Economic impacts of land fragmentation in Butare, southern Rwanda.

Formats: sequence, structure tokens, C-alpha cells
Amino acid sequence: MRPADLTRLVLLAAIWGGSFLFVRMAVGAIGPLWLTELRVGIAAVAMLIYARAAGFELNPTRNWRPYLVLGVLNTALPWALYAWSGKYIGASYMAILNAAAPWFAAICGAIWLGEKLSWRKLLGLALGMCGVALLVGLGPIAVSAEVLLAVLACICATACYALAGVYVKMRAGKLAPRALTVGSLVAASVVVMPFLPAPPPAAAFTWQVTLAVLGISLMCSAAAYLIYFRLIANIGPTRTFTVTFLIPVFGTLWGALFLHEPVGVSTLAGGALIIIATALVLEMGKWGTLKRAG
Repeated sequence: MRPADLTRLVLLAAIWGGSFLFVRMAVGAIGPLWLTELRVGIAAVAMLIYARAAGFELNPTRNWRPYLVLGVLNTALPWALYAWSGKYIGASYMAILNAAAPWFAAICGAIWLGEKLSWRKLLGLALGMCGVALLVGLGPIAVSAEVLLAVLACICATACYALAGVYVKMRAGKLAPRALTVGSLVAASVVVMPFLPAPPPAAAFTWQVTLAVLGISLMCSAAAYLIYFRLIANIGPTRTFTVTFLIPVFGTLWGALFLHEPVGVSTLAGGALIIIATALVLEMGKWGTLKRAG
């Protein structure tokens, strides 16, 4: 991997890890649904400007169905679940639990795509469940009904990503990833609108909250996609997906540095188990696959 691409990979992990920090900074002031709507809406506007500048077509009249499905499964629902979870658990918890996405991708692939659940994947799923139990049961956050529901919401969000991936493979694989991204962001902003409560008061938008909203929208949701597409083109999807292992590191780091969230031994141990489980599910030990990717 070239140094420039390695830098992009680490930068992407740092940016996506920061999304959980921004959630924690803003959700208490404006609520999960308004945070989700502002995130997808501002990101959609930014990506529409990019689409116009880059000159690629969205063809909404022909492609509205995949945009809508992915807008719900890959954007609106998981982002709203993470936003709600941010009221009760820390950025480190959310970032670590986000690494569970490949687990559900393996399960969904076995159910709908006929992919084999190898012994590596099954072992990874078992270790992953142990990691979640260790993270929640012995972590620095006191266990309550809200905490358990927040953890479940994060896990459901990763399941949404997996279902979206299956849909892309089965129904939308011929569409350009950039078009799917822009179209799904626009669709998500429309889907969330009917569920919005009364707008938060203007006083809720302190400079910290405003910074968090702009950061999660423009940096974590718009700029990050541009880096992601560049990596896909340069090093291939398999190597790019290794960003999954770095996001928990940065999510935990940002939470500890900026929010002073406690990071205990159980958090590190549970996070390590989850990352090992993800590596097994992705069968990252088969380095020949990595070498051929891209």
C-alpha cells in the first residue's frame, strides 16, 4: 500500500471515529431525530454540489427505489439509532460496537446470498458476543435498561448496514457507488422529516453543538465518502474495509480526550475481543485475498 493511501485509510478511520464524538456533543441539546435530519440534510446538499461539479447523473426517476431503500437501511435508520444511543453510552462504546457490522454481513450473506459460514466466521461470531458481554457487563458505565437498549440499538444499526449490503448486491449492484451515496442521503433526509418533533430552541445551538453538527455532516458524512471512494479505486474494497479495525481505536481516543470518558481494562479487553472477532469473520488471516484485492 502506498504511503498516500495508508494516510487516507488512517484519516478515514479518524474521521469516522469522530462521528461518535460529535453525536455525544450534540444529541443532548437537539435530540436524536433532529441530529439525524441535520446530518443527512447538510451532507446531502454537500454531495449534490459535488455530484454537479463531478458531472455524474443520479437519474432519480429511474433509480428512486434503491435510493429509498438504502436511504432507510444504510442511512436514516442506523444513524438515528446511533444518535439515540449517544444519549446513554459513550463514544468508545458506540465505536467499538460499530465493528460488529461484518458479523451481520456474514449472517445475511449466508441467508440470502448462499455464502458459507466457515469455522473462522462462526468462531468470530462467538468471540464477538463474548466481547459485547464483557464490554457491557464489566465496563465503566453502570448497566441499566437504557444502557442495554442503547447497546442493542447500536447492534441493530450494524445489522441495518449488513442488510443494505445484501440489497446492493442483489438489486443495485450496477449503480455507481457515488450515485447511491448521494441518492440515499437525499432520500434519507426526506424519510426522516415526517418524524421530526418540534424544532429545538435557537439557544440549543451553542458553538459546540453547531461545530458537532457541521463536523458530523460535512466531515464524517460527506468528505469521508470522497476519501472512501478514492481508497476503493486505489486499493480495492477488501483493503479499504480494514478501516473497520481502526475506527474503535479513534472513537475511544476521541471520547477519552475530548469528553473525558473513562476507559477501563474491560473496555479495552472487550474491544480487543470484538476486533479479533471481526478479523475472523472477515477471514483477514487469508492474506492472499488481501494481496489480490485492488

Butare, where this study was conducted, exhibits one of the highest population densities in Rwanda. Agriculture is the dominant economic sector and provides employment for more than 90 per cent of the working population. As a direct result of population growth, most peasants have small fields (mean of 2.4 hectares per household) and land fragmentation is common. The purpose of this research is to examine the effect of land fragmentation on economic efficiency. This study is based on data collected during 2001 from 200 households in Rusatira and Muyira districts using a standardized questionnaire. Regression analysis shows that area operated is primarily determined by the population-land ratio, non-agricultural employment opportunities, ownership certainty and adequate information through agricultural training. Results from a block-recursive regression analysis indicate that the level of net farm income per hectare, which indirectly reflects greater economic efficiency, is determined by area operated, use of farm information, field extension staff visits, formal education of a farm operator, and the fragmentation of land holdings. Economies of size, whereby large farms reduce their average costs are evident in the data. The results obtained using ridge regression, used to overcome the multicollinearity problem, support the findings of two stage least squares. Better educated farm operators with large and unfragmented farm units, with access to farm information and in regular contact with field extension staff can be expected to generate higher net farm income per hectare and much higher returns to management - a fixed resource. Factors influencing technology adoption by Rwandan coffee farmers, assessed according to extent of adoption of soil testing and use of fertilizer, are also investigated in this study. Twenty per cent of farmers surveyed have adopted both practices, however, forty-nine per cent have adopted neither practice. A chi-square test showed a strong association between the two practices, implying that a farmer who tests soils on his farm is also likely to use fertilizer. Results support expectations that farmers who adopt more recommended technologies and farming practices are more productive and more efficient producers of coffee. A discriminant analysis identified land fragmentation, availability of wealth and liquidity, and education of the principal farm decision-maker as the most important factors influencing the adoption of recommended and appropriate farming practices on coffee farms, followed by gender of farm operator, and farm information acquired by farmers. It is concluded that transformation of Rwandan agriculture requires policies that (a) remove obstacles to the development of an efficient land market in order to reduce land fragmentation and to transfer land to more efficient farmers; (b) improve rural education, strongly associated with off-farm job opportunities, implying that improving education will improve labour mobility from agriculture; (c) improve liquidity and farmers' access to relevant information; (d) strengthen extension facilities to individual farmers; (e) reduce gender discrimination in order to improve farmers' abilities; and (t) promote adoption of recommended farming practices.
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